Father To Daughter Poem Analysis

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A number of poems revealing the tensions of childhood or child parent relationships, placed after the “Sequence in Hospital,” fall like a shadow from some giant distress, grown over the years, which has finally over-whelmed her as she struggles with that “ache for certainty that never ends.” “Father to Son,” “Domestic Dramas,” “Warning to Parents,” an ironic “Happy Families,” “Mah Jong,” all validate this, as do five poems entitled “Exodus I- V.” Her departure is from the promised land, a force emigration of childhood to the doubts of adulthood. These six pages are the repository of much of the material used in her poems; their sequence of short paragraphs from two to four lines at length present a stream of consciousness flow of thoughts,…show more content…
. . are arrogant” and “beg for pity out of hopelessness.”The introduction of “you” in the fourth paragraph makes her presence clear; she was the child, she remembers that “you could feel the world turning,” she looks back at the contrast of young and old. But in the next phase of her going forth her safe dreams break, they turn to “places of blood and slaughter”, innocence has gone “there was no place for witness, no room for it. Even the dead lacked lilies.”(170) Yet she still recalls “the call corridors of childhood, the open delighted gardens, the body bare to the sun,” for the body now brings adolescent awareness and fears. “Love was something else, nothing to do with this , no part in the stretching body, the blood leaping. Over the wall I could I could hear the whisper of lovers, a child crying across their voices. And hearing them - - I was…show more content…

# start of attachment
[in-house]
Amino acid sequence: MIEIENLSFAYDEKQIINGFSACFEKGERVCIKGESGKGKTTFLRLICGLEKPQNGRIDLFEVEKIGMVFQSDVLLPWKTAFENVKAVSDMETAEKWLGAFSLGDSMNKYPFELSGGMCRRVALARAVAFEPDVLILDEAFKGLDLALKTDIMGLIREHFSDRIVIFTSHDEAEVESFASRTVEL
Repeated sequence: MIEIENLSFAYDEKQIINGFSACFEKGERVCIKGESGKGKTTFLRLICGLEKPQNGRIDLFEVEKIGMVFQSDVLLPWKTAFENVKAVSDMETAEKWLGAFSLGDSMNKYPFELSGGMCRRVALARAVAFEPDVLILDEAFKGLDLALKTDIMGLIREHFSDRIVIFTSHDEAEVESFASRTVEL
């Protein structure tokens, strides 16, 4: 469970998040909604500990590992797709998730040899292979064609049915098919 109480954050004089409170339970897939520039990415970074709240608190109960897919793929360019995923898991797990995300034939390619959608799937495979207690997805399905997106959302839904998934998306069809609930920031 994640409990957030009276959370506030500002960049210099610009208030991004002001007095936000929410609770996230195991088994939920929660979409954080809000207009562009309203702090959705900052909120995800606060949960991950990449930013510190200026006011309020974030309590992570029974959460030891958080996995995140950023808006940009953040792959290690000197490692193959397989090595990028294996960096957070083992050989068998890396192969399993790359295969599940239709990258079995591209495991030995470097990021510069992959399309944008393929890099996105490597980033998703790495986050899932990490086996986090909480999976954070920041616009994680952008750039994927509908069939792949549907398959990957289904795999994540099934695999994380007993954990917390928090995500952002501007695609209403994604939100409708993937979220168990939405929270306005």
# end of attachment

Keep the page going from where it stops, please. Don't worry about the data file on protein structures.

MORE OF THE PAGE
“Can you relinquish the mood of childhood?” and “I crave for causes now and lasting things.” What has been implied in her Italian poems, love poems, response to Camus, comes out directly here: “I am English - - and on the surface made of gentle moods. Yet long for south and sun, seek for the white cities, vines on walls, sea left where the sands mould it, flesh sun- burnt and surrendered.” Her comments “Order is found, not imposed…..Our darkness is a promise of survival” seem almost wistful efforts to gain reassurance. She recalls: “I am the child that gathered broken grasses, that dreampt and screamed across the night. Yet every gentle thing has stalwart roots. The sensitive survive and tell their story.” And conclude this portion of her journey: “Clumsy the climbers now, and bold explorers. We have more seasons than we care to
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